Killings by police in Brazil’s Rio de Janeiro nearly doubled in January 2019 when compared to the previous month — suggesting that President Jair Bolsonaro’s and Governor Wilson Witzel’s promises of lethal action against criminal elements have been kept.
On February 22, Brazil’s Institute for Public Security said police killed 160 people in January, an 82 percent increase over December, Estadão reported. The alarming number of deaths in clashes with police coincides with the first month of Bolsonaro’s and Witzel’s terms. Both took office on January 1 and promised to implement shoot-to-kill policing tactics.
It was the second highest number of killings for the month of January since 1998.
Alongside this sharp spike in police killings, street crime such as muggings and robberies on public transport hit its highest level since 1991, with 11,230 cases reported.
This violence has continued unabated into February. One operation by military police in the communities of Morro do Fallet and Fogueteiro on February 8 saw 15 people killed in suspicious circumstances.
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Families of the victims have alleged that a number of the young men were rounded up inside a house and massacred.
Others have filed complaints with public defenders saying that some of the victims were shot in the legs to prevent them from running away and then stabbed to death.
However, when asked about the operation in Morro do Fallet, Witzel dismissed the controversy and praised the actions by the military police.
“They work to defend us all. What happened in Morro do Fallet-Fogueteiro was a legitimate action by the military police,” he said.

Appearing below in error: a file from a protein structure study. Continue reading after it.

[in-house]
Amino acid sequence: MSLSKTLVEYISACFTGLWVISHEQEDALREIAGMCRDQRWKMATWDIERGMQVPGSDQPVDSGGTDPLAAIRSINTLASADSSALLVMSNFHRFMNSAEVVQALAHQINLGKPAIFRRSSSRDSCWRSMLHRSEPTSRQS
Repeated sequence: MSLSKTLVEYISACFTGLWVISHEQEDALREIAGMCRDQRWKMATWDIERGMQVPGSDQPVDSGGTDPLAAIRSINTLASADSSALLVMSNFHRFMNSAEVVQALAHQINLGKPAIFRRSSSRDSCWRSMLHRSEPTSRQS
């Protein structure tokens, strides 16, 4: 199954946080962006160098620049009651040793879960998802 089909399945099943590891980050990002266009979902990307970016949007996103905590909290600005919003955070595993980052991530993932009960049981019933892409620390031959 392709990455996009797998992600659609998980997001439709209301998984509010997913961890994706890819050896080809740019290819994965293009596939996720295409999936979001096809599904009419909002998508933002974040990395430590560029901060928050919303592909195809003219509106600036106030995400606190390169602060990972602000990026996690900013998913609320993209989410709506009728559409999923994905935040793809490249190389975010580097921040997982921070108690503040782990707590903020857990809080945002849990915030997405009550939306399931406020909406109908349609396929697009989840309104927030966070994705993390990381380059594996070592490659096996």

Brazil’s Attorney General’s Office has opened an investigation into the case.
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In the run-up to Bolsonaro taking over the presidency, a few seemingly moderate cabinet picks led to hopes that he would temper his pledge to give police a license to kill.
But there was no sign of any wavering from Witzel, a former marine and hardliner who framed his and Bolsonaro’s fight against organized crime as a war against terrorists.
The police, who were staunchly behind Witzel’s candidacy for governor of Rio de Janeiro state, have recently spoken out about feeling unfettered and able to act as they see fit. One colonel in Rio’s military police told the press that “this atmosphere, created by a more permissive discourse (from officials), will lead to an increase in lethality.”
And while some hoped that Minister of Justice and Public Safety Sergio Moro would be a voice of restraint, his anti-crime proposals have actually broadened the circumstances in which police can claim to have acted in self-defense.
This harsh crackdown on crime has also been accompanied by the targeting of politicians who have spoken out against these heavy-handed tactics. The March 2018 murder of councilwoman and activist Marielle Franco remains unsolved, but her slaying has been linked to her outspoken criticism of a security crackdown in Rio.
Franco’s political mentor and a congressman from Rio, Jean Wyllys, fled Brazil in late January after receiving death threats.
Given Witzel’s sweeping victory in last year’s election, and the alignment between state and federal security policies, it seems these lethal confrontations are only set to continue.
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